A 19 million yuan ($2.8 million) plan from a Chinese university to hire nearly two dozen doctoral graduates from a private foreign academic institution has raised questions about the integrity and reliability of its PhD degree and the talent introduction program.
Shaoyang University in the central Hunan province said it would recruit 23 PhD holders from Adamson University in the Philippines to work in its academic and managerial departments, according to an announcement published earlier this month. All but one were former faculty members at the university before starting their doctoral degree.
Adamson University, a private higher educational institution in the Philippine capital Manila, has been given a ranking of 601+ in the QS University Rankings Asia 2021. However, certification of degrees from the university has been subject to extended review from the Chinese Service Center for Scholarly Exchange under the Ministry of Education since last year.
Some social media users have questioned the value of a doctoral degree from Adamson University due to the university’s questionable standing and a shorter time needed to get a degree, compared with usually three to four years at domestic universities. Some accused Shaoyang University of trying to increase the proportion of faculty members with a PhD in a short period to raise the school’s academic ranking.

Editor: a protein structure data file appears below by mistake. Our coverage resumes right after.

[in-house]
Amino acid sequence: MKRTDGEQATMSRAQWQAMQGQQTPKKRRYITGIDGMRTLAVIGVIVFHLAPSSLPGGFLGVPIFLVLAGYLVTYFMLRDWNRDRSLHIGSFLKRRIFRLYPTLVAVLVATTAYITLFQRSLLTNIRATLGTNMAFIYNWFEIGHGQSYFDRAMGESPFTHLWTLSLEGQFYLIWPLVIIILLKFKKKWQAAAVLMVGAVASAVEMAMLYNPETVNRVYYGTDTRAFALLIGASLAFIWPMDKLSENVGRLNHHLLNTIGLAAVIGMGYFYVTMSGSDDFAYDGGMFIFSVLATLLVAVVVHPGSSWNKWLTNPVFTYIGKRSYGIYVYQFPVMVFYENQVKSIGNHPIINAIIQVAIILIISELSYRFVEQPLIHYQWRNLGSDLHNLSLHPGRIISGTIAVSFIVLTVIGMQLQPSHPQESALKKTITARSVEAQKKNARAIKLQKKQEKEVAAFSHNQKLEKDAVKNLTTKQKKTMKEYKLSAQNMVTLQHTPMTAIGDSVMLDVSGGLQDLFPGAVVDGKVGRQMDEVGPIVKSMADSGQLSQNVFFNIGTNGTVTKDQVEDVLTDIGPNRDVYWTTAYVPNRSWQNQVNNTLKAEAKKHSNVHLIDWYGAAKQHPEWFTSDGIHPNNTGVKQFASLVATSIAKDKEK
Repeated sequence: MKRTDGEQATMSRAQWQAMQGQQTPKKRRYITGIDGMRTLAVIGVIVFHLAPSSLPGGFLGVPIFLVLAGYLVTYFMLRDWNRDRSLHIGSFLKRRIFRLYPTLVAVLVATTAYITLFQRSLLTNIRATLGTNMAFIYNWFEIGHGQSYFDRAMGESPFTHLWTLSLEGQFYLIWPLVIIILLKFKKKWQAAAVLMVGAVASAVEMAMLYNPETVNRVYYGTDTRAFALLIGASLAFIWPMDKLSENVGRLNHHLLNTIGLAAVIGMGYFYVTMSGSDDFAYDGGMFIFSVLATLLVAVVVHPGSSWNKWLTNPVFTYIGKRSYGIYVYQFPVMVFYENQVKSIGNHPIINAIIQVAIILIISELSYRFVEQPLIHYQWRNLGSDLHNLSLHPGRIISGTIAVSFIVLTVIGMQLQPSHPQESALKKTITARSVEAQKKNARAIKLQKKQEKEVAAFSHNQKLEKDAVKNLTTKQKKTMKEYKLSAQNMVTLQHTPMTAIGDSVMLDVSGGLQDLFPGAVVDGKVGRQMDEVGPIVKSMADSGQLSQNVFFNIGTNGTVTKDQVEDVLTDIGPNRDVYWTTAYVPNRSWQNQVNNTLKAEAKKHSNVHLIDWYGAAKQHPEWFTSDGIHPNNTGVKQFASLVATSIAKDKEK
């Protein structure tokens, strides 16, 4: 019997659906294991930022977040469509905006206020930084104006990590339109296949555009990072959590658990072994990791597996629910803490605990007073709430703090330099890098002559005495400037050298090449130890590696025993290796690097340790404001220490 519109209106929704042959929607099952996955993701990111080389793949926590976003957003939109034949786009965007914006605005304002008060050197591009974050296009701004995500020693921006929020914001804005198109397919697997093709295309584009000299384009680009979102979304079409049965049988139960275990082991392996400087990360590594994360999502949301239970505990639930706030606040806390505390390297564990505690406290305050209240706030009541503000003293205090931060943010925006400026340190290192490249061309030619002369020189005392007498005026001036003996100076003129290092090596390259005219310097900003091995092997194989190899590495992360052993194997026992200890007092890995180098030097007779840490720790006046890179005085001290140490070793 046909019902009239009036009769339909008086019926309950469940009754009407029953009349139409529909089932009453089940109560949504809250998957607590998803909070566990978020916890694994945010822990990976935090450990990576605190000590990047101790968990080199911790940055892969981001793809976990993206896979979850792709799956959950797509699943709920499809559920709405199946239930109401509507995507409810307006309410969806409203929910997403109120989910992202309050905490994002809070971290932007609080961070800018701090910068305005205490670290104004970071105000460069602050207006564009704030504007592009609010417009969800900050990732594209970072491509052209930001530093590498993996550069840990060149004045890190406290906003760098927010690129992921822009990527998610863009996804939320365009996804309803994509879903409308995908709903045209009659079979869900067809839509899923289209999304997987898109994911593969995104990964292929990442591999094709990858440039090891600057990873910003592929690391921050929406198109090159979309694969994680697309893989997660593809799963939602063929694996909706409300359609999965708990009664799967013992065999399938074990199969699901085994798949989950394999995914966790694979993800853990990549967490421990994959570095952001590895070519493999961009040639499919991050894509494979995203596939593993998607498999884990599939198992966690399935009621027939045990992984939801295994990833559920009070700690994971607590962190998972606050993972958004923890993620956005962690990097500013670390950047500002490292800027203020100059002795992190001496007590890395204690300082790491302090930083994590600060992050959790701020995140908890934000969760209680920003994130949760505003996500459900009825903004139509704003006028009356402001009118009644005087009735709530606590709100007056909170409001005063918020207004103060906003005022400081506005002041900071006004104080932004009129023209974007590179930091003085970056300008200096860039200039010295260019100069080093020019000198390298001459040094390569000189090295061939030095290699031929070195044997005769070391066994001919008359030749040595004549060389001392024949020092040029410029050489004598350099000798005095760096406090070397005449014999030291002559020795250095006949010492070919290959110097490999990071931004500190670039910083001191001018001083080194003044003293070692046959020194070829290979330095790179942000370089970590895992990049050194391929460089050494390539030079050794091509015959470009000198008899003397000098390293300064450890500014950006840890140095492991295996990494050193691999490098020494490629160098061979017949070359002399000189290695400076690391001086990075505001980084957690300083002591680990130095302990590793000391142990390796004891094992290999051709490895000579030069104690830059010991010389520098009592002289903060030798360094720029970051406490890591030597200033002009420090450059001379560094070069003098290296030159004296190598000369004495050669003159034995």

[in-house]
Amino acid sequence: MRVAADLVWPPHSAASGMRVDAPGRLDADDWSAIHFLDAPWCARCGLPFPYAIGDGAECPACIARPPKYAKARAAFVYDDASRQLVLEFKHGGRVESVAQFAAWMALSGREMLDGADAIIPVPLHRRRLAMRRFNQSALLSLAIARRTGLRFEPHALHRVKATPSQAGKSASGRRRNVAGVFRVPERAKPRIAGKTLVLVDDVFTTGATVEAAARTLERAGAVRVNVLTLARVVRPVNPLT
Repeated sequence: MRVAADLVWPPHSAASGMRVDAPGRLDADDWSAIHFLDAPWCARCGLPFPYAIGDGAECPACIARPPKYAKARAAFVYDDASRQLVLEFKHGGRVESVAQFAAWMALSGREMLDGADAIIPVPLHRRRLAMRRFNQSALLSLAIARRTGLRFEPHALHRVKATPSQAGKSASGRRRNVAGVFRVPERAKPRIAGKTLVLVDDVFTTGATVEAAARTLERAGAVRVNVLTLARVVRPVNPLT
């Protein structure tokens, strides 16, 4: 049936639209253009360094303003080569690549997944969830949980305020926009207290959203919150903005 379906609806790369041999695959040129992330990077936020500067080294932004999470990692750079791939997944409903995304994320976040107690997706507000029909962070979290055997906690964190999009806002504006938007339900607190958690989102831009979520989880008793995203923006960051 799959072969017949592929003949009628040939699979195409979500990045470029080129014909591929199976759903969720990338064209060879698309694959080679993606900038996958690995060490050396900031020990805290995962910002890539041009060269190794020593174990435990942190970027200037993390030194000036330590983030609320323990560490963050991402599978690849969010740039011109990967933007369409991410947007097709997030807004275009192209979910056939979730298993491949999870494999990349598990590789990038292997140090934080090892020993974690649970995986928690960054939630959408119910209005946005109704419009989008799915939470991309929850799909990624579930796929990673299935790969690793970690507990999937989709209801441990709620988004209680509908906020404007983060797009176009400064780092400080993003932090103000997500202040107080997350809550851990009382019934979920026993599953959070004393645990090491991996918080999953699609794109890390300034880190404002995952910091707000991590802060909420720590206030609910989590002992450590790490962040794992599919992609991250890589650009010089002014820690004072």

Shaoyang University hadn’t responded to the controversy. Sixth Tone’s calls to the school went unanswered on Wednesday.
Zhang Ping, a former faculty member at Shaoyang University who used a pseudonym for privacy reasons, told Sixth Tone’s sister publication, The Paper, that the high threshold for earning a doctorate in China, coupled with the evaluation of universities and faculty linked to the education background, has led many teachers to choose universities in the Philippines due to the relatively easier graduation process.
“Local colleges and universities often send teachers for a doctoral degree in batches like wholesale goods,” Zhang said. “The model of studying abroad usually relies on third-party agencies which aim to make money.”
Editor: Bibek Bhandari.
(Header image: A view of Shaoyang University, Hunan province, From Weibo)